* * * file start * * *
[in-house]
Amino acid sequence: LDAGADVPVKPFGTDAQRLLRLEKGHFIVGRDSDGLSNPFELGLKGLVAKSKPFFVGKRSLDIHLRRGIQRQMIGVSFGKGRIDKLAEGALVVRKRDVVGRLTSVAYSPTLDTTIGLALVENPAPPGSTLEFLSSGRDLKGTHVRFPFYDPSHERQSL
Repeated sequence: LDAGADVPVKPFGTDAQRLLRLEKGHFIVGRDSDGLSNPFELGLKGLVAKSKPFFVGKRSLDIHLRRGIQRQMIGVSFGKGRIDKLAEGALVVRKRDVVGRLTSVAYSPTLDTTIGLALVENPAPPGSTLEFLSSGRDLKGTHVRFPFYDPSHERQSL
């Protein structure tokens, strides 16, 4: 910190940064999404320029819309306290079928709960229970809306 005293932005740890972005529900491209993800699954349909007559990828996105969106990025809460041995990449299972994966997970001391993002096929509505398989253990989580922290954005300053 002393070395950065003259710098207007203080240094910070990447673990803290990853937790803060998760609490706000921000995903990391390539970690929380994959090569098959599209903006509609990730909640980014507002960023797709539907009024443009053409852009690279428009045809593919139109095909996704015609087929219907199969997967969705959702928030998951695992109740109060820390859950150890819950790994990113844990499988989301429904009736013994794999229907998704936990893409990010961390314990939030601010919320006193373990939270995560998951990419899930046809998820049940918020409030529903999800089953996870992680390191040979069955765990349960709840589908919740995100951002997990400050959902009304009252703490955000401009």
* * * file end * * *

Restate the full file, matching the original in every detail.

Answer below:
[in-house]
Amino acid sequence: LDAGADVPVKPFGTDAQRLLRLEKGHFIVGRDSDGLSNPFELGLKGLVAKSKPFFVGKRSLDIHLRRGIQRQMIGVSFGKGRIDKLAEGALVVRKRDVVGRLTSVAYSPTLDTTIGLALVENPAPPGSTLEFLSSGRDLKGTHVRFPFYDPSHERQSL
Repeated sequence: LDAGADVPVKPFGTDAQRLLRLEKGHFIVGRDSDGLSNPFELGLKGLVAKSKPFFVGKRSLDIHLRRGIQRQMIGVSFGKGRIDKLAEGALVVRKRDVVGRLTSVAYSPTLDTTIGLALVENPAPPGSTLEFLSSGRDLKGTHVRFPFYDPSHERQSL
């Protein structure tokens, strides 16, 4: 910190940064999404320029819309306290079928709960229970809306 005293932005740890972005529900491209993800699954349909007559990828996105969106990025809460041995990449299972994966997970001391993002096929509505398989253990989580922290954005300053 002393070395950065003259710098207007203080240094910070990447673990803290990853937790803060998760609490706000921000995903990391390539970690929380994959090569098959599209903006509609990730909640980014507002960023797709539907009024443009053409852009690279428009045809593919139109095909996704015609087929219907199969997967969705959702928030998951695992109740109060820390859950150890819950790994990113844990499988989301429904009736013994794999229907998704936990893409990010961390314990939030601010919320006193373990939270995560998951990419899930046809998820049940918020409030529903999800089953996870992680390191040979069955765990349960709840589908919740995100951002997990400050959902009304009252703490955000401009």